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Physical fitness training for stroke patients

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Cardiorespiratory and musculoskeletal fitness are low following a stroke. Interventions to improve physical fitness after stroke could have a range of physical, cognitive and psychosocial benefits.

The primary objectives of this updated review (1) were to determine whether fitness training after stroke reduces death, death or dependence, and disability. The secondary objectives were to determine the effects of training on adverse events, risk factors, physical fitness, mobility, physical function, health status and quality of life, mood, and cognitive function.

We searched (July 2018) the Cochrane Stroke Group Trials Register, the Cochrane Central Register of Controlled Trials (CENTRAL 2018, Issue 1), MEDLINE (from 1966), EMBASE (from 1980), CINAHL (from 1982), SPORTDiscus (from 1949), and PsycInfo (from 1806). We also searched ongoing trials registers, hand-searched relevant journals and conference proceedings, screened reference lists, and contacted experts.

Randomised trials comparing either cardiorespiratory training or resistance training, or both (mixed training), with usual care, no intervention, or a non‐exercise intervention in stroke survivors.

Two review authors independently selected studies, assessed risk of bias, and extracted data. We analysed data using random‐effects meta‐analyses and assessed the quality of the evidence using the GRADE approach.

We included 75 studies, involving 3017 mostly ambulatory participants, which assessed cardiorespiratory (32 studies, 1631 participants), resistance (20 studies, 779 participants), and mixed training interventions (23 studies, 1207 participants).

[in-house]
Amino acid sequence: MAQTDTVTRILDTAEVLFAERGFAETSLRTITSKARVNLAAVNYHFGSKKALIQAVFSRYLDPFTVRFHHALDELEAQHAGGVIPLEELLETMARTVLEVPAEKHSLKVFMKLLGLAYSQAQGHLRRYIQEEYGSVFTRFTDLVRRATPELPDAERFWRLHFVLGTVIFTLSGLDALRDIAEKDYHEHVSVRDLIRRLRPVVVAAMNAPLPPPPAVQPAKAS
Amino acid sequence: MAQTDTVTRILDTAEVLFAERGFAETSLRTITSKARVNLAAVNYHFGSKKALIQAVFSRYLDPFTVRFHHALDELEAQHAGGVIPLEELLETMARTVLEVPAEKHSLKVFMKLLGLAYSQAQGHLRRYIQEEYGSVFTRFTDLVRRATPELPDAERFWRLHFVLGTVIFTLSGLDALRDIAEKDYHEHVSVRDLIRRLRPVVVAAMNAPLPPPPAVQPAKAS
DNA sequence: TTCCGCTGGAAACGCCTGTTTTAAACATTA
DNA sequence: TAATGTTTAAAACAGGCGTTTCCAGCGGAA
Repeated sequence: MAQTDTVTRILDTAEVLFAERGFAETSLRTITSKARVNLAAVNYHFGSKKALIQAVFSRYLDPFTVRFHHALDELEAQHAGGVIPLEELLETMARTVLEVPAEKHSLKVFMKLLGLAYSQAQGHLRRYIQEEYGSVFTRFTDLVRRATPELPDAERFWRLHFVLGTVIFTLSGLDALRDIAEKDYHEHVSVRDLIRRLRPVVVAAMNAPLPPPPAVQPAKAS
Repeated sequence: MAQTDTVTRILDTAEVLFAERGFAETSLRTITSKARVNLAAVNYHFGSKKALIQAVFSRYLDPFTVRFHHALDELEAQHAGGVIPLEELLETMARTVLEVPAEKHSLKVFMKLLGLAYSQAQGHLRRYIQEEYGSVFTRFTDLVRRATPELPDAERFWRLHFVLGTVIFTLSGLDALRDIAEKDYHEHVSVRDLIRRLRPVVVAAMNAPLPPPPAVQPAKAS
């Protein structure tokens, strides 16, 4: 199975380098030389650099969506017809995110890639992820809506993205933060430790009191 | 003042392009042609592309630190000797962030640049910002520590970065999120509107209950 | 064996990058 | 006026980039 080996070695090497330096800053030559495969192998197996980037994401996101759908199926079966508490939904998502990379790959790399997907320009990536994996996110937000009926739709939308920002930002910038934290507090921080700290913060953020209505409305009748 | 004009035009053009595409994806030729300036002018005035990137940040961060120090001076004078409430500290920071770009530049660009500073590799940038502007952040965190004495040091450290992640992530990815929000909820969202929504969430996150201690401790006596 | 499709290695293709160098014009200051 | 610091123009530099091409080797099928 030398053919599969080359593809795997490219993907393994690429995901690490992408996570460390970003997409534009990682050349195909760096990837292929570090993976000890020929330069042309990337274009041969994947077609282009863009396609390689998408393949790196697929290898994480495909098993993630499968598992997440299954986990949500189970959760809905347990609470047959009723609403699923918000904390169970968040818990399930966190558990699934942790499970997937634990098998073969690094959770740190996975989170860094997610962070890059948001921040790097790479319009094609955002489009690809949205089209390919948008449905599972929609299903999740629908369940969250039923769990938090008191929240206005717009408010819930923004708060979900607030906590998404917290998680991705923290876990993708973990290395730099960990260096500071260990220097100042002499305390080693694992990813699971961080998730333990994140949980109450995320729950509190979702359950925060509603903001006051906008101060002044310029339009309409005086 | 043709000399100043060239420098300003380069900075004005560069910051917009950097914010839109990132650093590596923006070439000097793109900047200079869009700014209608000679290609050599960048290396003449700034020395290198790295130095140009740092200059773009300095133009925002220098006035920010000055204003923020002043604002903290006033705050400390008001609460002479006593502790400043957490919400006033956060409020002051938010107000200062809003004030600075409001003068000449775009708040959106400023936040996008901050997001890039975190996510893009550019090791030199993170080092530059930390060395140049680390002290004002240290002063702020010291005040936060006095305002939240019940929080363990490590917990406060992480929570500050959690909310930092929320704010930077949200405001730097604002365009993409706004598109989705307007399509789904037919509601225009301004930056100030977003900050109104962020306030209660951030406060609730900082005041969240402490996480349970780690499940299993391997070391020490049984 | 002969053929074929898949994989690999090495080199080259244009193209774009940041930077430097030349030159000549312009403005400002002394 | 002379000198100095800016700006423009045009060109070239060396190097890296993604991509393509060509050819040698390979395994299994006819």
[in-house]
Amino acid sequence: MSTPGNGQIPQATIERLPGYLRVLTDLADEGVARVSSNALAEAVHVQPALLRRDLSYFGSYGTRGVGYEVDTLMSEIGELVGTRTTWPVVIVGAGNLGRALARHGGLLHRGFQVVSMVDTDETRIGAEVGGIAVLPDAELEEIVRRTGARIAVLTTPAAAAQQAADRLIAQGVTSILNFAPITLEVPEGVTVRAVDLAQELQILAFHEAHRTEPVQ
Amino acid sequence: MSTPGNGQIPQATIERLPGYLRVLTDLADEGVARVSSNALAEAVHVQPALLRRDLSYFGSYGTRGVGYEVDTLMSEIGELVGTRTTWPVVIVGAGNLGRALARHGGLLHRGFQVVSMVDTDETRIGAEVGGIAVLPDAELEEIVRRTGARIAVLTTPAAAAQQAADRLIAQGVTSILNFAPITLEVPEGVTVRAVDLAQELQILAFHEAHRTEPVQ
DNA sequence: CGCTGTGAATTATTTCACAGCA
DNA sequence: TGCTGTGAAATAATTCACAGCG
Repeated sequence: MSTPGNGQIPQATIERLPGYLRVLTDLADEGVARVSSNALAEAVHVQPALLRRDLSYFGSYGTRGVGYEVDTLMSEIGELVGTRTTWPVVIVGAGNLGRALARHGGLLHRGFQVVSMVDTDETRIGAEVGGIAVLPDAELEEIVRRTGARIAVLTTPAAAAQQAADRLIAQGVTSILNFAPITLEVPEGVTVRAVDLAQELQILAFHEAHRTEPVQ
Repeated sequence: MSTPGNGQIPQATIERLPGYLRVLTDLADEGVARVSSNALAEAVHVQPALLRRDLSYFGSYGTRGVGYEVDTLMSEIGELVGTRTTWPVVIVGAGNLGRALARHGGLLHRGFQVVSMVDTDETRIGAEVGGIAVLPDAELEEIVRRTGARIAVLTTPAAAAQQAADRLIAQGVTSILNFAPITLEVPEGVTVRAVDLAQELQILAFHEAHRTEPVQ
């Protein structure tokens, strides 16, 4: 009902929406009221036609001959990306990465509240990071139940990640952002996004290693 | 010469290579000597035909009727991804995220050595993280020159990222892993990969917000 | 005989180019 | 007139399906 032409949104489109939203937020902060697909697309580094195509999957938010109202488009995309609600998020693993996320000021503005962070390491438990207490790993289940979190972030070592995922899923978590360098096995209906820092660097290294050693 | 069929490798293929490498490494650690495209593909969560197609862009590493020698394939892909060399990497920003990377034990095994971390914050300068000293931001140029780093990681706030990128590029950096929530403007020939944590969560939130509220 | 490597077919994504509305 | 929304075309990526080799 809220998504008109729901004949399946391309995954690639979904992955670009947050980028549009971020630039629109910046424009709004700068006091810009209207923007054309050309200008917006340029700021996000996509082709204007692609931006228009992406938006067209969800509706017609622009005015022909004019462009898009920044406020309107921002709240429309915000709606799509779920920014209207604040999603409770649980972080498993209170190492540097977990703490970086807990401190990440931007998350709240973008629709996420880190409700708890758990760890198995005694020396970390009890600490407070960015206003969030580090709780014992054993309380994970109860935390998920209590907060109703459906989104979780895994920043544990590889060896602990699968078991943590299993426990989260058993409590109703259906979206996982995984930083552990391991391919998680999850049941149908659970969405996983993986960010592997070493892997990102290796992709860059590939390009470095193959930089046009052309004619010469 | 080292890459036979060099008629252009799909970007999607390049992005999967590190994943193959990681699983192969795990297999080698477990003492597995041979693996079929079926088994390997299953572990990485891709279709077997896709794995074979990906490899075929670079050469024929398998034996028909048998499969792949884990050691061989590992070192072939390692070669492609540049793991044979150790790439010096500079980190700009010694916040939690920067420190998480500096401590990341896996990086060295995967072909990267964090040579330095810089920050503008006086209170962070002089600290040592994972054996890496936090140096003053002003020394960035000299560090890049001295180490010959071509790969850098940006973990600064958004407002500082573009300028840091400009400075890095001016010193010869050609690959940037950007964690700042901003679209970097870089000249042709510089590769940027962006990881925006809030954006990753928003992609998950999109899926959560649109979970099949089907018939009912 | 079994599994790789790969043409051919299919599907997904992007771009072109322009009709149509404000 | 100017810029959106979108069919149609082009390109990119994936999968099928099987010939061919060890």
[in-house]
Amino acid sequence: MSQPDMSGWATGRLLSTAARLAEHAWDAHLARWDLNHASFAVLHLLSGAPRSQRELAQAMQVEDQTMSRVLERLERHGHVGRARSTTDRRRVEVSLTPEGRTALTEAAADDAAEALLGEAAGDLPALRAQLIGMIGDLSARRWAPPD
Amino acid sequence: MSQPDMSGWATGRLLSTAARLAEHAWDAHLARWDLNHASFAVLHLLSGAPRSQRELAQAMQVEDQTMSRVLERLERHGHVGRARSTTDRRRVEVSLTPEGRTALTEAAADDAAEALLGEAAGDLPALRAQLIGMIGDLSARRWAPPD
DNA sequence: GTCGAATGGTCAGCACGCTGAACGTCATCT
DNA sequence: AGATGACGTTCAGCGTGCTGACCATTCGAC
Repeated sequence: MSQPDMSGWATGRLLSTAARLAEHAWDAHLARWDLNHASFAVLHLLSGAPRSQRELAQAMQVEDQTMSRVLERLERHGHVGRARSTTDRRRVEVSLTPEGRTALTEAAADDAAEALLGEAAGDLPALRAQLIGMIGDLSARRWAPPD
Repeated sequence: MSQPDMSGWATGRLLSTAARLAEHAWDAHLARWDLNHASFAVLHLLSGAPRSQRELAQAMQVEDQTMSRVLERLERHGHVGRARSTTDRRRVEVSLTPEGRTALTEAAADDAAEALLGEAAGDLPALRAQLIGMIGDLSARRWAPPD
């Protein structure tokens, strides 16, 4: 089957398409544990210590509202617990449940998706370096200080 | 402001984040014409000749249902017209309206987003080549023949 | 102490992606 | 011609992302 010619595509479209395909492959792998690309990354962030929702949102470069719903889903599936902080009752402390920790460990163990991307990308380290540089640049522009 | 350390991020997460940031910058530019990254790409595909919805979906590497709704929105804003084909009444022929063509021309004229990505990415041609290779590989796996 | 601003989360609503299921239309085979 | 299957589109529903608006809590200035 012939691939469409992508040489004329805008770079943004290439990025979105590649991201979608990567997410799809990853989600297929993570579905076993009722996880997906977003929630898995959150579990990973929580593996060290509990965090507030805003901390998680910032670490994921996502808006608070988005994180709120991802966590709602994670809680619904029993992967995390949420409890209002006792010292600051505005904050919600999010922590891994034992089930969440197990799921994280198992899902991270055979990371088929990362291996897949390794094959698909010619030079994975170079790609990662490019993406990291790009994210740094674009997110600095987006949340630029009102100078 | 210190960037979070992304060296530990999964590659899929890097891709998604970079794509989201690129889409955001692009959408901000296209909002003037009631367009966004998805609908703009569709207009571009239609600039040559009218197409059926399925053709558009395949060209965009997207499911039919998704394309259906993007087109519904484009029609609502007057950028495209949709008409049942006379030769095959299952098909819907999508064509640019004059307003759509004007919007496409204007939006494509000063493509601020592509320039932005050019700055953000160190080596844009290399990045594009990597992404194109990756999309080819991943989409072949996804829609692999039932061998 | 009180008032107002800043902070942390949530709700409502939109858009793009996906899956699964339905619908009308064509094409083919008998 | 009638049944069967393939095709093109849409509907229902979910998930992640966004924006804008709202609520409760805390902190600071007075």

There were few deaths with no between group differences (risk differences 0.00 low‐certainty). Composite death or dependence data were not reported.
Disability scores were improved by cardiorespiratory training (standardised mean difference (SMD) 0.52, 95% CI 0.19 to 0.84; P=0.002; moderate‐certainty) and mixed training (SMD 0.23, 95% CI 0.03 to 0.42; P=0.02; low‐certainty) at the end of the intervention. There were too few data to assess the effects of resistance training.
There were multiple physical benefits to cardiorespiratory and musculoskeletal fitness, walking speed and balance. These tended to be intervention‐specific with low or moderate certainty evidence. Risk factor data were limited or showed no effects apart from a favourable increase in cardiorespiratory fitness (V̇O2 peak; mean difference (MD) 3.40 mL/kg/min, 95% CI 2.98 to 3.83; moderate‐certainty) after cardiorespiratory training. There was no evidence of serious adverse events and a lack of data for mood, quality of life, and cognition. Benefits beyond the training period were unclear although some mobility benefits were retained. Risk of bias varied across studies but imbalanced amounts of exposure in control and intervention groups was a common issue affecting many comparisons.

Few deaths overall suggest exercise is a safe intervention but means we cannot determine whether exercise reduces mortality or the risk of death or dependency. Cardiorespiratory training and, to a lesser extent mixed training, reduces disability during or after usual stroke care. There is sufficient evidence to incorporate cardiorespiratory and mixed training, involving walking, within post‐stroke rehabilitation programmes to improve fitness, balance and walking speed. Further well‐designed randomised trials are needed to determine the optimal exercise prescription, the range of benefits and any long‐term benefits.

    Research areas

  • stroke, physical exercise, systematic review, physical fitness, disability

ID: 163975283